Well crap. Intelligence was cancelled in favor of another season of The Mentalist. That makes yet another show down the drain. My Current SciFi category is going to be significantly smaller next season. Let’s look at the count.
It’s that time of year, when most of the shows on the broadcast networks are finishing their seasons. Agents of SHIELD concluded magnificently last week. How did Grimm and Warehouse 13 fare? (Supernatural will get its own post later.)
Grimm: Blond Ambition (322)
Grimm isn’t a show frequently covered here, but the season finale is worth mentioning for the sheer number of stories left up in the air for next season.
Monroe and Rosalee were married. On the night before the wedding, Rosalee’s sister ruined their grandmother’s wedding dress, which Rosalee had planned to wear. Thank goodness, because it was one ugly dress! Monroe’s parents bribed the bridal shop to open early so they could buy a $7,200 dress for Rosalee on the day of the wedding (She’s worth it.) They’ve come a long way from protesting the mixed-Wesen marriage.
All of the show’s arcs come together quickly with action and blood galore. Where to start? Continue reading
Apparently my Charlie White on Dancing with the Stars obsession continues, but I have torn myself away long enough to catch up on a few sci fi shows. Here are some incredibly short reviews, because better recaps and reviews have been done elsewhere, and in a more timely manner.
Agents of SHIELD
The season is definitely going out with a bang. Will it make for a great, or at least better season 2? One can hope. Continue reading
How about a “quick and dirty” discussion of episodes from four early-week shows? Here are thoughts on Sunday’s Believe and Monday’s Warehouse 13. Thoughts on Tuesdays Agents of SHIELD and Supernatural will be posted later—because the first two reviews turned out to be not so quick. 😉
Believe: Sinking (106)
Like last week’s episode, “Sinking” broke out of the rut this show had fallen into; I’m hoping it’s finally hitting its stride. Granted, that won’t mean a thing if it doesn’t get more viewers.
Last week, Bo removed Tate’s ankle restraint (with her mind!). This week Tate takes advantage of his freedom to return to his hometown to
settle old scores learn the truth behind the betrayal that landed him on death row.
Given its significance to the overall story of Believe, “Sinking” should have been a two-parter. The writers packed so much into one episode, it felt rushed. What could have been excellent background information was either glossed over, rushed or just plain ignored. Rather than keeping the two FBI agents from New York, our team was tailed by two new agents. Using the two New York agents would have given the show some continuity, and upped the stakes, since those two were working for Skouras.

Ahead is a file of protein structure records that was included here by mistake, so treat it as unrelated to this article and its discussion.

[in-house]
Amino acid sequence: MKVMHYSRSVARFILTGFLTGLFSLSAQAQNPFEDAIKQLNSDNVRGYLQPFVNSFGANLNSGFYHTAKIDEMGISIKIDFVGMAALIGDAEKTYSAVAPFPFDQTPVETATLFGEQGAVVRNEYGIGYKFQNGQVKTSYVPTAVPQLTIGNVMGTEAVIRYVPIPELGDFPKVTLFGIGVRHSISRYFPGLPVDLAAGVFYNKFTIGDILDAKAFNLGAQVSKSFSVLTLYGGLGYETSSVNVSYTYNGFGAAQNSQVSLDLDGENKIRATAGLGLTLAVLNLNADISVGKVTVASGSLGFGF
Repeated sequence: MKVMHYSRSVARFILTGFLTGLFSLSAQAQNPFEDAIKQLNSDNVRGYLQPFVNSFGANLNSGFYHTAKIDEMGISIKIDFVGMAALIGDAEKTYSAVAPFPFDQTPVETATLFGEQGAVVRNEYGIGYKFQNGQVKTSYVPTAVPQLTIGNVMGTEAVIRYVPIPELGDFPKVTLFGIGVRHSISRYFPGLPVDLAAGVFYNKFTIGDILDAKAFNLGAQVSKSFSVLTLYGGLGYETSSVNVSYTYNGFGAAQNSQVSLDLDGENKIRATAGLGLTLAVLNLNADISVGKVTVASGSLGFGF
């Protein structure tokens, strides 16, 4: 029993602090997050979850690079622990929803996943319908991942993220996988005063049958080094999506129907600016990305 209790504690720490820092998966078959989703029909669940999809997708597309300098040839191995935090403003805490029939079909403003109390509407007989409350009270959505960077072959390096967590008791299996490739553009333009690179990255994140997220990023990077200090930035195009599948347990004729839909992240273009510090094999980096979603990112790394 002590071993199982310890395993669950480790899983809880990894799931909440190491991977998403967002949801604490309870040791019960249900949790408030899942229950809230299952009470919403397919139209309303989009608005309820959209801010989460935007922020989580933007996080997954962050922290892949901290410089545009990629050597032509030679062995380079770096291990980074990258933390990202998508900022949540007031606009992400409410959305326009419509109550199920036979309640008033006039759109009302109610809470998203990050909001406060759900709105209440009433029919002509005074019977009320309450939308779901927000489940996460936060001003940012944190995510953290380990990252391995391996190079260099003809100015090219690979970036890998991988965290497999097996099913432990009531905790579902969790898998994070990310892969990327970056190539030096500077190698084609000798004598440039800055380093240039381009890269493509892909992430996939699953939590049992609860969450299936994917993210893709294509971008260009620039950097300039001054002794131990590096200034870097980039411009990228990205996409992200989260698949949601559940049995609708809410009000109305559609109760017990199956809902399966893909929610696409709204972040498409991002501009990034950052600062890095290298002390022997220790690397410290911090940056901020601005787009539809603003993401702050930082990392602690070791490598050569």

Speaking of Skouras, he’s so single-minded, it’s maniacal. His villainy has become cartoonish, and it’s a shame. Kyle MacLauchlan deserves better. Continue reading
Warehouse 13 has wrapped up its fourth season. As usual, the fate of the warehouse, and possibly the world, hangs in the balance—not to mention the future of numerous characters. Sadly, the show’s “be-all-end-all” cliffhangers have become tiresome. Like “the boy who cried wolf,” it’s happened so many times, do we even care anymore?
“The Truth Hurts” had some excellent moments, some bad moments, some ugly ones, and some that just made me say “WTF?” In fact, it had too many moments. This is probably due to Warehouse 13‘s shortened season 5. Like Eureka, the series will conclude with a meager six episodes next year. The producers likely had to jam more into this season’s finale than originally intended, in order to be able to wrap things up next year. Last Resort did something similar that in its final episode.
So, what was good about “The Truth Hurts”?
I usually enjoy the “special” episodes, the ones that take the heroes out of their normal milieu and plop them in an alternate reality. Supernatural has done this a few times, often with excellent results. This week’s Warehouse 13 followed suit, throwing Pete and Myka into the roles of a Chicago gumshoe and his girl Friday. Even the title cards evoked the film noir feel.
Pete and Myka are using Vyasa’s jade elephant to absorb and contain electrostatic energy balls bouncing around the warehouse. (This is, after all, the warehouse where weird things happen all the time.) When the elephant “overloads” from absorbing too many balls at once, its energy knocks an unfinished manuscript off the shelves, its pages to shower Pete and Myka as they float to the floor. When the papers settle, Myka and Pete are in the black and white world of 1940s Chicago. Except, as Myka says, “The 1940s were in color, much like the rest of history.”
Continuing to catch up..
The episode begins with Artie (backed by Pete, Myka, Claudia and Steve) appearing before a tribunal of Regents to decide his future. To Artie’s surprise, the Regents exonerate him of Leena’s death, saying it wasn’t Arthur Nielsen who killed her. As they say, Artie’s guilt is far more severe than any punishment they could impose. Too true.